I have to be honest. I have not been as good about prepping for a vehicle bug out. But I have been collecting necessary supplies. I am at about the place to start putting things in totes and bags. So glad i saved all those canvas pilot bags I've had over the years. They work perfectly for this. 

So I've just begun to get my head out of ounce counting. And realizing I can take some bulky heavy items that are necessities. Which larger firestarters would be great for. I hadnt even thought of firewood or even a couple duraflame logs. Might not be a bad addition. Firewood is scarce in the southwest. 
"Ideas are more dangerous than guns. We don't let our people have guns. Why would we let them have ideas?" Josef Stalin

Ghost

Quote from: Moab on April 26, 2022, 09:05:40 PM
Quote from: Ghost on April 26, 2022, 08:26:06 PM
Quote from: Moab on April 26, 2022, 07:43:09 PM
Quote from: Rednex on April 26, 2022, 07:14:25 PMWay back when I used to collect sawdust from work,melt the candle remnants I had in a metal bucket by a fire. Dump in sawdust when melted, add some citronella tiki torch oil . Let dry and cut into small cubes as fire starters. They worked good at the camp ground.
Many tutorials about doing that. Especially with cardboard egg cartons. Those are awesome fire starters.

My only concern has always been bulk if its something you plan to hike with. I think dryer lint/cotton ball and vaseline is just as effective or at least effective enough. Takes up way less room. And you can carry quite a few more. Its very similar to those commercial firestarters that look like little tampons and come in a small tin.

I'm always on the side of home made gear. Its usually better. And better suited to your specific needs and climate. But commercial firestarters hit all the main points too. Its alot more fun and cost effective to make your own though. And you can spend those few dollars you saved on something you absolutely have to buy. That you cant just make yourself.
Indeed making stuff is much more fun. In my BOB I have commercial stuff as you note the homemade ones we have been talking about are bulky. I use them for camping and for fire starter specific bags I have. Basically two of the same things: lint, Vaseline, cotton balls, small pieces of dry tinder, these fire starters, some Blackbeard fire starters, bic lighters etc. The idea is if the SHTF and I can bug out in the truck they go in the back, if on foot, maybe...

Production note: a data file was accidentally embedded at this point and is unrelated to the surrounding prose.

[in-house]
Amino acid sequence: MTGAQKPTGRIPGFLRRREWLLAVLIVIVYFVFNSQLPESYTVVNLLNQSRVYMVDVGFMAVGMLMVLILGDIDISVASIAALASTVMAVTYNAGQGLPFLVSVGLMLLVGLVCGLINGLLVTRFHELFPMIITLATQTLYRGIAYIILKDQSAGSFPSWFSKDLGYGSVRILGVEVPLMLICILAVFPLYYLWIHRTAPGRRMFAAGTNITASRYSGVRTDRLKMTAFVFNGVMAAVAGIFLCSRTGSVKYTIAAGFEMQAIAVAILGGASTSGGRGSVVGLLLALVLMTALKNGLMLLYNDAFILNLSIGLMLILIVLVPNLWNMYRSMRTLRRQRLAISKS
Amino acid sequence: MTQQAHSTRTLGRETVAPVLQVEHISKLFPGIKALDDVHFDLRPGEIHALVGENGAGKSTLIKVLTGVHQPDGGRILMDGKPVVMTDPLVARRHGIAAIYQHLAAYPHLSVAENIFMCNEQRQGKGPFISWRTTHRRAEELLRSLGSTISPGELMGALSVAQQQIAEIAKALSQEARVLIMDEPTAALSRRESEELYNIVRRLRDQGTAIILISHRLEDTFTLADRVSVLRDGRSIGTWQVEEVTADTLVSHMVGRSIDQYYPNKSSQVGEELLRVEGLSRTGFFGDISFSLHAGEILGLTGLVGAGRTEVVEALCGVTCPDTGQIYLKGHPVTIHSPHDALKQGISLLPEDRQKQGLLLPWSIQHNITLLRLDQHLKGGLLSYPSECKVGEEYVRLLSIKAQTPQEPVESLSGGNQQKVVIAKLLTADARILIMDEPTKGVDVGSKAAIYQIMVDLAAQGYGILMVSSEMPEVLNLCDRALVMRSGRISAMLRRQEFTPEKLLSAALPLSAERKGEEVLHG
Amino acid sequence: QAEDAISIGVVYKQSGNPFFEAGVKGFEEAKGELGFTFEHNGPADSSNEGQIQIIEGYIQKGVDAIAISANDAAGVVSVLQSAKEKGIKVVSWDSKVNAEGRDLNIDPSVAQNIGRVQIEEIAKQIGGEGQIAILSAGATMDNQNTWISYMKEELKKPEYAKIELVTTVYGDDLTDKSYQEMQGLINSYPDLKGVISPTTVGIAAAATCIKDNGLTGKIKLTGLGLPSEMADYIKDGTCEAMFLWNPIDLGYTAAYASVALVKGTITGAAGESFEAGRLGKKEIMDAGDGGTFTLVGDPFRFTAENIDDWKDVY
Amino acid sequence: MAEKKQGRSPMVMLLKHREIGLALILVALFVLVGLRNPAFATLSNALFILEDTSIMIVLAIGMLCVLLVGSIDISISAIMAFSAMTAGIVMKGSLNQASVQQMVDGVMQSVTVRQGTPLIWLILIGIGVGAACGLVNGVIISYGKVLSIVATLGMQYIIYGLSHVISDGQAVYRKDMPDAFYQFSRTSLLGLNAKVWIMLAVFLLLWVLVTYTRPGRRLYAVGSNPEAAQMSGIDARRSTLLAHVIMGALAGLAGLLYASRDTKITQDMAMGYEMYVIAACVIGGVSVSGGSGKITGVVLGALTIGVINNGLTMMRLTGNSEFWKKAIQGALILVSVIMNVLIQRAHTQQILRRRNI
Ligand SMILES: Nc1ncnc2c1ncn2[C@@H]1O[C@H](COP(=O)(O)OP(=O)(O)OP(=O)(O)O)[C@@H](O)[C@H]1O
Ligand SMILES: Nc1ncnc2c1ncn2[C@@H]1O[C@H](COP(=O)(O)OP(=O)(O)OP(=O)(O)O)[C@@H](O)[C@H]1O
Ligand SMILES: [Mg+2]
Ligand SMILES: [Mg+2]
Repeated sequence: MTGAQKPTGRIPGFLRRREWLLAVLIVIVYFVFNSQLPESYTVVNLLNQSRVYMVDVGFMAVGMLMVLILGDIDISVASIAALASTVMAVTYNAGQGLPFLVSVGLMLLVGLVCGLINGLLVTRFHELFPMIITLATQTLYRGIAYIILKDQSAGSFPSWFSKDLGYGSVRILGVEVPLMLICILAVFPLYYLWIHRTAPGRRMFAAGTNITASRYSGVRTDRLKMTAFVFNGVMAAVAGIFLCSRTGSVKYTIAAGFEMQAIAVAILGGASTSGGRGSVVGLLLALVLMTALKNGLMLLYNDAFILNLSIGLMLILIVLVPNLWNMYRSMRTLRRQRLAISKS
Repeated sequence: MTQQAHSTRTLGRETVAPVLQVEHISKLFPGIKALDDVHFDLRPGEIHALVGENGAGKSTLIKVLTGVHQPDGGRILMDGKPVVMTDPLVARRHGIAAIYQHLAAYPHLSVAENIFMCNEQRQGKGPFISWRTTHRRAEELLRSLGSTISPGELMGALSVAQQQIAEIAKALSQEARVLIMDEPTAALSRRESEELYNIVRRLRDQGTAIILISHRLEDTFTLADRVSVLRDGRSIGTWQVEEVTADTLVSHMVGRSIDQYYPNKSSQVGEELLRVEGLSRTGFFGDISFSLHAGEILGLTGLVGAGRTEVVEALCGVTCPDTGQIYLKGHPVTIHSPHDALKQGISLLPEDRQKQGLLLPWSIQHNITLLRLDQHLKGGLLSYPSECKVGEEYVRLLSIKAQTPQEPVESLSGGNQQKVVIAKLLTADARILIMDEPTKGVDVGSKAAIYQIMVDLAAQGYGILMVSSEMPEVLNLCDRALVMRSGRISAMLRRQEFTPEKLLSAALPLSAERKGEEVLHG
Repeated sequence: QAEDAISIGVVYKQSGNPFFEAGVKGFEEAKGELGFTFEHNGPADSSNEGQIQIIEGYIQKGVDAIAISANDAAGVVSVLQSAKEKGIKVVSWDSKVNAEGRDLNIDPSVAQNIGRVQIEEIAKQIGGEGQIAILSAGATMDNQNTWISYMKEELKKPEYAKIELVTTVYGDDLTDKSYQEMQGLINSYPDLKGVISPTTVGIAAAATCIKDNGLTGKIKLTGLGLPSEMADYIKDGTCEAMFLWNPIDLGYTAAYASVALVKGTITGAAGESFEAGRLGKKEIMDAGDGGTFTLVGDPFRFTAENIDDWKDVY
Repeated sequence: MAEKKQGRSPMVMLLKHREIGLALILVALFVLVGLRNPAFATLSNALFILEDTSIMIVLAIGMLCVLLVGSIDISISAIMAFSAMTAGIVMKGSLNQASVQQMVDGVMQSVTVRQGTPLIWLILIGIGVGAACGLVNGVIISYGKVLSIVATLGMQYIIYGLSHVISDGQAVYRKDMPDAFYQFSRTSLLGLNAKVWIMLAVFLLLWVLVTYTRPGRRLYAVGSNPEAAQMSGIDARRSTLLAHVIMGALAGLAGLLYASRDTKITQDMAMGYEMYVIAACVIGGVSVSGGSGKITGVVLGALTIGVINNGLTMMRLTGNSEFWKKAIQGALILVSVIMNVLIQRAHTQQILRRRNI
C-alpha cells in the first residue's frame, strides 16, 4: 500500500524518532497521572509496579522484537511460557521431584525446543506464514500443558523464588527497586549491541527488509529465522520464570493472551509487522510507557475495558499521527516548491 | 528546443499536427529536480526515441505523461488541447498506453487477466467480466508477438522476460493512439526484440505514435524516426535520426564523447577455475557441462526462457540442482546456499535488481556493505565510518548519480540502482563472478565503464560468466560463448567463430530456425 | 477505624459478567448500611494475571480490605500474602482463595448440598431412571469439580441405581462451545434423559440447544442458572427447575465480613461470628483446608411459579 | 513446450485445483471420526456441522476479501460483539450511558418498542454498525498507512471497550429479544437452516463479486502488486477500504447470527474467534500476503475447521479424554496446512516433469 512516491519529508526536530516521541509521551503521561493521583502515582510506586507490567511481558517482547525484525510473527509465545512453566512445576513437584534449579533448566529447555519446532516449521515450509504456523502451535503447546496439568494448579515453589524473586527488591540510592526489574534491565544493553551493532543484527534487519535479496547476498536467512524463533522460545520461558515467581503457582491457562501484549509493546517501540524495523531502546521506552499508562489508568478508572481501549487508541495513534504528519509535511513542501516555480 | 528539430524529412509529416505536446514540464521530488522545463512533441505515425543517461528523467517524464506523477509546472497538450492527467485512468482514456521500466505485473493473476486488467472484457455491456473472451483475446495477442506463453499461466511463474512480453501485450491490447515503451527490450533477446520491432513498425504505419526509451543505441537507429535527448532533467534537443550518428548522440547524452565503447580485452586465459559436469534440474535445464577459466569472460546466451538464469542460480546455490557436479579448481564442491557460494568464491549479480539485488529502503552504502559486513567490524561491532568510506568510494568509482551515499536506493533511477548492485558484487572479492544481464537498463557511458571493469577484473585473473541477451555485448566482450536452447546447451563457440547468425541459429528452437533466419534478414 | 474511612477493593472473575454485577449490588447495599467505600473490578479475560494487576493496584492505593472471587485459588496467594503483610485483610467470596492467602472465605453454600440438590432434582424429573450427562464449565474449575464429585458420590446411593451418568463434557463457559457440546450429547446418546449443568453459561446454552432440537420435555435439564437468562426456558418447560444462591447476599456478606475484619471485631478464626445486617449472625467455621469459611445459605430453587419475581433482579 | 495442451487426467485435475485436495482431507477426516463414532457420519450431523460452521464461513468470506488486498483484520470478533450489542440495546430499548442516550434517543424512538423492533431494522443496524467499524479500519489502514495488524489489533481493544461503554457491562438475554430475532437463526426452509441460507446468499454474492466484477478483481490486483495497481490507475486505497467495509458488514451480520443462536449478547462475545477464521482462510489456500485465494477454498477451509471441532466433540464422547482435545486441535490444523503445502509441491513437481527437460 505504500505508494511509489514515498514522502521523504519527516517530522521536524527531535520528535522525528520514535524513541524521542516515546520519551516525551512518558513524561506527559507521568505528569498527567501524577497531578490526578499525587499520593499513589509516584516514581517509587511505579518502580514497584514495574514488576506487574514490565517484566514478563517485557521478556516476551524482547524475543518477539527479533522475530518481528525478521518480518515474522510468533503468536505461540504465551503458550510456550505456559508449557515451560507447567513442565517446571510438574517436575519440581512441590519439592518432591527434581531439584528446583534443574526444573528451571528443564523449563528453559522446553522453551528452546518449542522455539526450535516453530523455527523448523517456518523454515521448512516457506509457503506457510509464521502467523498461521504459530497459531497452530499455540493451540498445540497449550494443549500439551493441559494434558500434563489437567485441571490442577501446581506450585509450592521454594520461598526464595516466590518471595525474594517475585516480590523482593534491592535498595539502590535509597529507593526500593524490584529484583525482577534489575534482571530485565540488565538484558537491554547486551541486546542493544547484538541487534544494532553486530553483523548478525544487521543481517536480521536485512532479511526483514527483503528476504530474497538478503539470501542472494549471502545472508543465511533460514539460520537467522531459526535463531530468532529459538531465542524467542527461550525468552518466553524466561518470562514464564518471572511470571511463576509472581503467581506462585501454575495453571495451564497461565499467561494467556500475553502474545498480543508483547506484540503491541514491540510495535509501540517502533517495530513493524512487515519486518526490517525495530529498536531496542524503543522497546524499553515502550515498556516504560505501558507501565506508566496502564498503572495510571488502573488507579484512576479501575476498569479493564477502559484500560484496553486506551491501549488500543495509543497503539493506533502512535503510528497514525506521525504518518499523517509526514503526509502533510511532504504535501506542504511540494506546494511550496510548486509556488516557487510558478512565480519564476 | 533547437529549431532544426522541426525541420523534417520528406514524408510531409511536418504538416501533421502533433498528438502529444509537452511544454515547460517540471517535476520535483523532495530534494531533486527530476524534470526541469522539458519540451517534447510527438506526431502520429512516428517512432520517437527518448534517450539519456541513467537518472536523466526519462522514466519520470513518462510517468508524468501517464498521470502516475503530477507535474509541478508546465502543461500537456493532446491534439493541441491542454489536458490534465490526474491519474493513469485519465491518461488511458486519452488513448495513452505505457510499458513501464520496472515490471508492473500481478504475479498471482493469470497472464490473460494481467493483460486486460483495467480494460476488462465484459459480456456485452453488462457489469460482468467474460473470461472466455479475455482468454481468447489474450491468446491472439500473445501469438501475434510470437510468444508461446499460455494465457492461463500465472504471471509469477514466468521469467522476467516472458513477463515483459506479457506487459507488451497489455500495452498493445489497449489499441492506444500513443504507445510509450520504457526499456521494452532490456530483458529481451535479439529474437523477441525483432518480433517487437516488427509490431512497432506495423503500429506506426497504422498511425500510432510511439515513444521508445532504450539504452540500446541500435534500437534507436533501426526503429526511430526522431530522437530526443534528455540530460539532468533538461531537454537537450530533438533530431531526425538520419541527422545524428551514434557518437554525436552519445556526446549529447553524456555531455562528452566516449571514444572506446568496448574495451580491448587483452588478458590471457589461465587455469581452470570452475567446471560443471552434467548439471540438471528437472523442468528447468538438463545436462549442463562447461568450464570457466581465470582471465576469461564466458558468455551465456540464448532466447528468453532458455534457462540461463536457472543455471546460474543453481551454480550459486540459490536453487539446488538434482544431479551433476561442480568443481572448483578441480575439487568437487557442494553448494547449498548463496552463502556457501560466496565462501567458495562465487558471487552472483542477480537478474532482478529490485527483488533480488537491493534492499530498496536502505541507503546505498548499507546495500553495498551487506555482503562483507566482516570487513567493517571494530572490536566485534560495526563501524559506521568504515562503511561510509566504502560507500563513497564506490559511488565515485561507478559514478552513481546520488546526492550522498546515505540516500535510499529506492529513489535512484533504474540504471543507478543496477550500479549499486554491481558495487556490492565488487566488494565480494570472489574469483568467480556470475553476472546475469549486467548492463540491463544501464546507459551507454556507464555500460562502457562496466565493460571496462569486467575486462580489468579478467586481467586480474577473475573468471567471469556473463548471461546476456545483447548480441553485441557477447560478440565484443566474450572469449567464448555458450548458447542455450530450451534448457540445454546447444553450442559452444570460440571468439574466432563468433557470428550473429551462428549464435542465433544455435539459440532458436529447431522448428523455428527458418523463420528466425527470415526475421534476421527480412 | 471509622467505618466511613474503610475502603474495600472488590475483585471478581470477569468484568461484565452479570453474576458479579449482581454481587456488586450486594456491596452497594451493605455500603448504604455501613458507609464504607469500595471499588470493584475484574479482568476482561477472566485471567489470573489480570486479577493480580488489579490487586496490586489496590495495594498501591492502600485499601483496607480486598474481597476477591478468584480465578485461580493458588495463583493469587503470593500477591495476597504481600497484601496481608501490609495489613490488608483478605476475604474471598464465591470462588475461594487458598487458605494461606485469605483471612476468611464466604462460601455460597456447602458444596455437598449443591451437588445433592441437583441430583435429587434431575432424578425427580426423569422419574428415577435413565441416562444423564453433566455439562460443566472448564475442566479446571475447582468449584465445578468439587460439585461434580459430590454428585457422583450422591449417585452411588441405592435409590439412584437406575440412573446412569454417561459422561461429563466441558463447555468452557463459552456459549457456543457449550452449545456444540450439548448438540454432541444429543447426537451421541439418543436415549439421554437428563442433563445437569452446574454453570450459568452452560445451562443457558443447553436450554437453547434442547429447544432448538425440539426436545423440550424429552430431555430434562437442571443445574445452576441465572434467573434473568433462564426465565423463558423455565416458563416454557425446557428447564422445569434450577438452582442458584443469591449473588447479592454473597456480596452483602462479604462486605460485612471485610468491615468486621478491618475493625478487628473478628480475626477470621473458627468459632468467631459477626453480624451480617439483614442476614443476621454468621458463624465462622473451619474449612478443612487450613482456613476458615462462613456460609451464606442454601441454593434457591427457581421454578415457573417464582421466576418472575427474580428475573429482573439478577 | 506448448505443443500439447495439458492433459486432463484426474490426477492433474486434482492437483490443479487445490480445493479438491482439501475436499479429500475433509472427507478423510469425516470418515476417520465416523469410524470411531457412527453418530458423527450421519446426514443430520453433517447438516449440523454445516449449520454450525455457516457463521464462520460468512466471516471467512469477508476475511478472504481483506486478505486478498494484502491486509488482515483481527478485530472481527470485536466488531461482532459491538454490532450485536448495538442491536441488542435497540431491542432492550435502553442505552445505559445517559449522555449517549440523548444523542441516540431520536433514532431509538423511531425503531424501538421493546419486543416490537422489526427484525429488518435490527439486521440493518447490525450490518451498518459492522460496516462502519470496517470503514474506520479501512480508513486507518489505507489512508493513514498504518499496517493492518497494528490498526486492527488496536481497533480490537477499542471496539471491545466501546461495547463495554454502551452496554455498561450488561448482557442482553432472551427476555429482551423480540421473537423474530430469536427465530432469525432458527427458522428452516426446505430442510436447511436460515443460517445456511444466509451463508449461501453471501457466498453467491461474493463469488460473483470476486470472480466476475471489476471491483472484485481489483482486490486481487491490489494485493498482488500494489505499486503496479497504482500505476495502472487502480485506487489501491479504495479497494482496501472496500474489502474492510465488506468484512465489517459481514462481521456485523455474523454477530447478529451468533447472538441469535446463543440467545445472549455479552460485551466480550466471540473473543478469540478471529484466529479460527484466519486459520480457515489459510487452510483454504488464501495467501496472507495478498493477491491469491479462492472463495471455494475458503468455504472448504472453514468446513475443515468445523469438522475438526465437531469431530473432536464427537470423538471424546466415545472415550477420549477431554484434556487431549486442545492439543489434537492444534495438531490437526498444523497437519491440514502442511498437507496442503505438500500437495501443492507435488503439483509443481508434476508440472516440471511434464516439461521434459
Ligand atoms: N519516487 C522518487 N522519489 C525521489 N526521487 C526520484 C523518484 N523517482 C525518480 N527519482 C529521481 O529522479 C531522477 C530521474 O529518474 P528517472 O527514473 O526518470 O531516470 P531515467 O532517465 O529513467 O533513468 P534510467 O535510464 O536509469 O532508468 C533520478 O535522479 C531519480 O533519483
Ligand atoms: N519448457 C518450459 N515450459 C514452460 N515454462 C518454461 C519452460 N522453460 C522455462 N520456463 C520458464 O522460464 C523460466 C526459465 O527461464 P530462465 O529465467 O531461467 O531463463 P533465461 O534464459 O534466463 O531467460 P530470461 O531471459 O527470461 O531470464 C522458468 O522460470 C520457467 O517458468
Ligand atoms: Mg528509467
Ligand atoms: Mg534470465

I have to be honest. I have not been as good about prepping for a vehicle bug out. But I have been collecting necessary supplies. I am at about the place to start putting things in totes and bags. So glad i saved all those canvas pilot bags I've had over the years. They work perfectly for this.

So I've just begun to get my head out of ounce counting. And realizing I can take some bulky heavy items that are necessities. Which larger firestarters would be great for. I hadnt even thought of firewood or even a couple duraflame logs. Might not be a bad addition. Firewood is scarce in the southwest.
Unless we are talking EMP, it's the most likely bug out mode IMO. I get the idea of weight saving, but a certain point it becomes excessive; almost as bad as carrying too much. I agree with some of the statements in other threads and places on the web:multi-function and redundancy, but where practical. Obviously if bugging out on foot its a whole different ball game.

In my case to get to my bug out lair its about 22 miles from my house. Not the best location but its better than nothing. I live on the edge of rural so I plan to bug in as long as possible. If I have to I can get out through the backyard if need be. My bug out vehicle is my daily driver: a 2021 Toyota Tacoma Off Road, better tires are in the future (just over a year old so still have the all-terrain from the dealer on them) but space can be a premium there too.

But more importantly is the packing of the vehicle. The packs would like be strapped down with cargo netting on top of the hard tonneau cover. Inside the bed I can fit a number of these: